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Twenty-five years of the medieval area with the Oxford Dictionary of National Biography: A Q & A with Dr. Henry Summerson

It is twenty-five years since work started on what became the Oxford Dictionary of National Biography. Dr Henry Summerson was a research editor for the medieval area (pre-1500) from 1993, and in charge of the medieval era Dictionary  between 2004 and his retirement at the end of September. Here he answers questions about the past achievements and future prospects of the Dictionary’s coverage of Britain’s early history.

Question: What did the medieval area look like in 1993?

Answer: It was solid, quite wide-ranging, and rather dull, not much more than a useful source of information. A century’s further research had made most of the articles out of date factually. Changes in the way history was approached meant that they were conceptually old-fashioned as well, unable to answer the sort of questions that late twentieth-century historians were likely to ask.

Question: How did you hope to remedy this?

Answer: By replacing pretty well all the existing articles, and then adding new subjects in those areas – especially science and economic life – where the old Dictionary’s coverage had been thin. We hoped to have more articles on people active in the localities, and to give more space to women.

Question: That sounds ambitious. Was the time ripe for this sort of undertaking?

Answer: The 1990s was a good time for medieval history, with fine scholars of all ages to draw upon, and there was a much good will. We were also very fortunate in having Barbara Harvey as consultant editor for the area – she commanded a remarkable combination of respect and affection, so that people would do things for her which they would probably not have done for anyone else.

Question: How far do you think you succeeded in what you hoped to achieve?

Answer: Probably far more than we had any right to expect. Under Barbara’s leadership we covered the ground that the first Dictionary had covered, filled gaps it had left, and extended the range of the pre-1500 area, for instance by including a large number of articles on families and groups, and also on people who originated outside Britain but had a significant effect on events there (this particularly applied to Roman Britain). The new edition contained over 1600 more lives than the old one. There was still an imbalance of gender—unavoidable given the circumstances of medieval life—but at least it was less marked than it had been.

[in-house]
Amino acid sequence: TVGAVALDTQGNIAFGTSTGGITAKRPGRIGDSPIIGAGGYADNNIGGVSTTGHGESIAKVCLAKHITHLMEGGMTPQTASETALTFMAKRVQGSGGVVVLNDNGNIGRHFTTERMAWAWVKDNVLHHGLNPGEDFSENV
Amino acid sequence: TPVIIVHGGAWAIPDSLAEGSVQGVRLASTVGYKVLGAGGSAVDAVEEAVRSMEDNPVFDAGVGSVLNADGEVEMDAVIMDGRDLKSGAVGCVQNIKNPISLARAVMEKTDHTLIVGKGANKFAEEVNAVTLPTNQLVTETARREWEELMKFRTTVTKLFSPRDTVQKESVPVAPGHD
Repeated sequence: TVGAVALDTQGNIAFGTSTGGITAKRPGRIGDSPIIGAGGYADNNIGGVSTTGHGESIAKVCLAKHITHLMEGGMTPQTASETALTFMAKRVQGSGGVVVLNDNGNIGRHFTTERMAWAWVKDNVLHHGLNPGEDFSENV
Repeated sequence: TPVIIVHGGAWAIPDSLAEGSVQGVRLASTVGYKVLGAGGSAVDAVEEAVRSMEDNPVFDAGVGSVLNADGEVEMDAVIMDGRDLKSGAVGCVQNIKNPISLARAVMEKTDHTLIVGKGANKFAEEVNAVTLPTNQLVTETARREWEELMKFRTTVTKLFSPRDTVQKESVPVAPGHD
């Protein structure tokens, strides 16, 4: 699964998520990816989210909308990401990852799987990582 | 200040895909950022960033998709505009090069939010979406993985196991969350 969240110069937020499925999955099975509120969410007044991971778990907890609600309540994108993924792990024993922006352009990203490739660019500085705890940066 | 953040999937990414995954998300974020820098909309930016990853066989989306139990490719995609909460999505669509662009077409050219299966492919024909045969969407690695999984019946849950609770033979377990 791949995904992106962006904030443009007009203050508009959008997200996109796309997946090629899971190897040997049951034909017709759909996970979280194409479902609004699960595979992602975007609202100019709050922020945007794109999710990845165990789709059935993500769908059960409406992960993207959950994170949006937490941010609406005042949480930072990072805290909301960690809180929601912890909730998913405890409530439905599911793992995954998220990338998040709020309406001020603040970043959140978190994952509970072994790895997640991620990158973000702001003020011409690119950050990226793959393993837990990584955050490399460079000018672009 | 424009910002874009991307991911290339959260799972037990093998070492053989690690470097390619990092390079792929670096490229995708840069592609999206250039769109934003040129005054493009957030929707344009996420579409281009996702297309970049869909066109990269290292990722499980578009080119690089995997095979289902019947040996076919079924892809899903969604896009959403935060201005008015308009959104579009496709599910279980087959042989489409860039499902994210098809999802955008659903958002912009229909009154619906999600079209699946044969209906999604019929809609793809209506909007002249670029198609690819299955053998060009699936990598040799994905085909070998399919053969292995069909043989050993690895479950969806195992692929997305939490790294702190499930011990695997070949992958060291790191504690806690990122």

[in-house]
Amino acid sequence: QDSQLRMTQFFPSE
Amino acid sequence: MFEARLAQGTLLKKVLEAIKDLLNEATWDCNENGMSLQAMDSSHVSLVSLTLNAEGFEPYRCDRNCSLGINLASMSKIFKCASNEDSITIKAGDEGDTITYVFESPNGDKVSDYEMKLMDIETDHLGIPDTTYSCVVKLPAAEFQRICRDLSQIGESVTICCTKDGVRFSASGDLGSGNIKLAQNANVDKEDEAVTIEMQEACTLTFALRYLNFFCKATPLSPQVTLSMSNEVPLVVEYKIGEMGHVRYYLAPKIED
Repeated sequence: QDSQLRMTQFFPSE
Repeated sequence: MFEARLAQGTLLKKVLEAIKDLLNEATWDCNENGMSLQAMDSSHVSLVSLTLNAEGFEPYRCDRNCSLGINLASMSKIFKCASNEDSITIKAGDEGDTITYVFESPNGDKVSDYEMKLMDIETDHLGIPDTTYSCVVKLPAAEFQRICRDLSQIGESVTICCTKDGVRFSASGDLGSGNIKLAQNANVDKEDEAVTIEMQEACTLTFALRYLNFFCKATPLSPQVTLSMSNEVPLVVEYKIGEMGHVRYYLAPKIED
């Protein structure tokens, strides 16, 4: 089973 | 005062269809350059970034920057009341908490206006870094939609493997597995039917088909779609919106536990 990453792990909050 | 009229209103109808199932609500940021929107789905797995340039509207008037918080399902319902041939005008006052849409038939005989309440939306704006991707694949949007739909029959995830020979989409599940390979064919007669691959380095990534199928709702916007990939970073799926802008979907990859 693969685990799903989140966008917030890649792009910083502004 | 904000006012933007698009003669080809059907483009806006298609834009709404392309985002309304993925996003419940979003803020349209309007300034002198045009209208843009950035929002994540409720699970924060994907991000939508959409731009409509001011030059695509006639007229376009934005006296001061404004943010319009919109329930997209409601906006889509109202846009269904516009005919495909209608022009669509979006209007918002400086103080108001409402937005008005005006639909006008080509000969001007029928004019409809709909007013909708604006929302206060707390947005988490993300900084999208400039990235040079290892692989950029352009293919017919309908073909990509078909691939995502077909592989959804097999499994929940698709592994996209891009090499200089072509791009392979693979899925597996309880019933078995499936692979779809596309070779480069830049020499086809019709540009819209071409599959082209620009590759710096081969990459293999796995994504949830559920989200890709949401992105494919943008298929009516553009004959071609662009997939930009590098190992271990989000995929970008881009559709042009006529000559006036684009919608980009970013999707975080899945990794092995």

Question: And how does the achievement of 2004 look now?

Answer: Well, I am still pleased with it. There were mistakes, of course, some of them brought to light by research which the Dictionary itself had stimulated, and gaps have opened up here and there, again made visible by further research.

Question: Do you think that filling such gaps has changed the way the medieval area looks today?

Answer: A lot of new articles continued developments begun in the edition published in 2004 – foreigners active in Britain, Britons active overseas, more articles on people whose national importance derived from their regional eminence. But there has been one new development in the years since 2004, with the pursuit of completeness in a few fields. We now have articles on all the medieval Speakers of the House of Commons, and all the medieval lord chief justices of the central courts, which means, I think, that all the holders of these offices, in every century, now have articles in the Oxford Dictionary of National Biography. And so, too, do all the bishops between the Norman Conquest and the Reformation. Since there was no such thing as an unimportant bishop in medieval England, it seemed proper (as well as a service to readers) to give space to them all.

Question: Is completeness a trend you see continuing?

Answer: No, but there are still areas which need a more extensive coverage. We recently set about improving the Dictionary’s coverage of the late medieval religious – monks and nuns – in the end adding about fifty-five articles to the ones already there. Attending to these showed that there were many secular lords and administrators no less deserving of inclusion, and I hope they will get the attention they deserve in the years ahead. We haven’t added many individuals from outside England since 2004, with few new subjects from Wales, Ireland, and Scotland, though I am sure there are candidates worth considering. And I hope that we can also have more articles on people from the often extensive English lordships in France.

Question: How can ODNB discover, let alone decide, who is to be included in areas like these?

Answer: By looking out for new work, and by keeping in touch with readers, and encouraging them to tell it about new developments. Research never stops, and I hope that those who do it, and make biographical discoveries, will let the Dictionary know what they have done, so that new articles can be added and existing ones corrected – something easily done electronically. As research goes on, the time will doubtless come when entries published in 2004 will have to be replaced altogether. Fortunately that will not be my problem!

Feature image: “A View of London, Westminster and Southwark, as they appeared A.D. 1543” by Nathaniel Whittock. Public Doman via Wikimedia.

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